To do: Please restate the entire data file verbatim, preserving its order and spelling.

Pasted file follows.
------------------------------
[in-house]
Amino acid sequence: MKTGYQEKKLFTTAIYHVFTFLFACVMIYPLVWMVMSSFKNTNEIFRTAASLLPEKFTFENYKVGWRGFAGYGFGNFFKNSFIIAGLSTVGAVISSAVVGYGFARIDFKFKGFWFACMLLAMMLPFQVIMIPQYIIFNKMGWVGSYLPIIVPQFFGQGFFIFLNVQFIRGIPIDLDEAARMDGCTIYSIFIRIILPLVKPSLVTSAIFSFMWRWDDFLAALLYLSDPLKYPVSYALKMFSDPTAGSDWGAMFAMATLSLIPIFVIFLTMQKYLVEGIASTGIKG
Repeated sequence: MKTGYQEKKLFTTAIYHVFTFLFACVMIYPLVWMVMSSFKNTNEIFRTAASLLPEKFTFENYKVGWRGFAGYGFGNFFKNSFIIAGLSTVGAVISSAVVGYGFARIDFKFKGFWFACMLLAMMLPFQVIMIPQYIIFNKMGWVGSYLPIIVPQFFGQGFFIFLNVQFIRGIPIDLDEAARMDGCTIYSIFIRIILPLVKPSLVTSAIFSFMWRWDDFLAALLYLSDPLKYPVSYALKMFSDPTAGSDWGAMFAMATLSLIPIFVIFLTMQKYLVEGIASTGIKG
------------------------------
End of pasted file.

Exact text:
[in-house]
Amino acid sequence: MKTGYQEKKLFTTAIYHVFTFLFACVMIYPLVWMVMSSFKNTNEIFRTAASLLPEKFTFENYKVGWRGFAGYGFGNFFKNSFIIAGLSTVGAVISSAVVGYGFARIDFKFKGFWFACMLLAMMLPFQVIMIPQYIIFNKMGWVGSYLPIIVPQFFGQGFFIFLNVQFIRGIPIDLDEAARMDGCTIYSIFIRIILPLVKPSLVTSAIFSFMWRWDDFLAALLYLSDPLKYPVSYALKMFSDPTAGSDWGAMFAMATLSLIPIFVIFLTMQKYLVEGIASTGIKG
Repeated sequence: MKTGYQEKKLFTTAIYHVFTFLFACVMIYPLVWMVMSSFKNTNEIFRTAASLLPEKFTFENYKVGWRGFAGYGFGNFFKNSFIIAGLSTVGAVISSAVVGYGFARIDFKFKGFWFACMLLAMMLPFQVIMIPQYIIFNKMGWVGSYLPIIVPQFFGQGFFIFLNVQFIRGIPIDLDEAARMDGCTIYSIFIRIILPLVKPSLVTSAIFSFMWRWDDFLAALLYLSDPLKYPVSYALKMFSDPTAGSDWGAMFAMATLSLIPIFVIFLTMQKYLVEGIASTGIKG